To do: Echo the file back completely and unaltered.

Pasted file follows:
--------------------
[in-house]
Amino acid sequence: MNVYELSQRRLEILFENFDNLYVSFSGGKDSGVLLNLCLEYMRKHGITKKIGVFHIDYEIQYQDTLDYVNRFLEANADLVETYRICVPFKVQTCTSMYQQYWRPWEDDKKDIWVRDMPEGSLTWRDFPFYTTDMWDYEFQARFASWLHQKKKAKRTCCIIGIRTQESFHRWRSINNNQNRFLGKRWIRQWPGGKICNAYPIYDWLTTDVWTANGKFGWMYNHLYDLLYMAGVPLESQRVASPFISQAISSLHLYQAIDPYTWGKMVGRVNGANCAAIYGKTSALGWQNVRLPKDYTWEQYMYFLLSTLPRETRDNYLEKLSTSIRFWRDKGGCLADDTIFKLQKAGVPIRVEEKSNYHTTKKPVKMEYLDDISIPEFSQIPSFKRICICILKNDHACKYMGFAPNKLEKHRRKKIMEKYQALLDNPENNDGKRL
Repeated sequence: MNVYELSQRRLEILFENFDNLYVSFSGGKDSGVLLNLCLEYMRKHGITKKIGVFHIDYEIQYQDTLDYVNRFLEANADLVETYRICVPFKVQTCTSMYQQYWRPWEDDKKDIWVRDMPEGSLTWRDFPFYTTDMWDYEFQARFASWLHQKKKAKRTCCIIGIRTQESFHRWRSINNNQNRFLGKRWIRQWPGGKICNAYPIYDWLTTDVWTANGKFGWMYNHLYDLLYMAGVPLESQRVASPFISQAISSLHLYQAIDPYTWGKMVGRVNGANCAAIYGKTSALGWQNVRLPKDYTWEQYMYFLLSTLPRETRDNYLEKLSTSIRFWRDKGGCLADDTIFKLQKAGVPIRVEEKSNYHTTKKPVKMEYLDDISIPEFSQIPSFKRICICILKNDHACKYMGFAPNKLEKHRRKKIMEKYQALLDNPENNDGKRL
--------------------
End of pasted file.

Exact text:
[in-house]
Amino acid sequence: MNVYELSQRRLEILFENFDNLYVSFSGGKDSGVLLNLCLEYMRKHGITKKIGVFHIDYEIQYQDTLDYVNRFLEANADLVETYRICVPFKVQTCTSMYQQYWRPWEDDKKDIWVRDMPEGSLTWRDFPFYTTDMWDYEFQARFASWLHQKKKAKRTCCIIGIRTQESFHRWRSINNNQNRFLGKRWIRQWPGGKICNAYPIYDWLTTDVWTANGKFGWMYNHLYDLLYMAGVPLESQRVASPFISQAISSLHLYQAIDPYTWGKMVGRVNGANCAAIYGKTSALGWQNVRLPKDYTWEQYMYFLLSTLPRETRDNYLEKLSTSIRFWRDKGGCLADDTIFKLQKAGVPIRVEEKSNYHTTKKPVKMEYLDDISIPEFSQIPSFKRICICILKNDHACKYMGFAPNKLEKHRRKKIMEKYQALLDNPENNDGKRL
Repeated sequence: MNVYELSQRRLEILFENFDNLYVSFSGGKDSGVLLNLCLEYMRKHGITKKIGVFHIDYEIQYQDTLDYVNRFLEANADLVETYRICVPFKVQTCTSMYQQYWRPWEDDKKDIWVRDMPEGSLTWRDFPFYTTDMWDYEFQARFASWLHQKKKAKRTCCIIGIRTQESFHRWRSINNNQNRFLGKRWIRQWPGGKICNAYPIYDWLTTDVWTANGKFGWMYNHLYDLLYMAGVPLESQRVASPFISQAISSLHLYQAIDPYTWGKMVGRVNGANCAAIYGKTSALGWQNVRLPKDYTWEQYMYFLLSTLPRETRDNYLEKLSTSIRFWRDKGGCLADDTIFKLQKAGVPIRVEEKSNYHTTKKPVKMEYLDDISIPEFSQIPSFKRICICILKNDHACKYMGFAPNKLEKHRRKKIMEKYQALLDNPENNDGKRL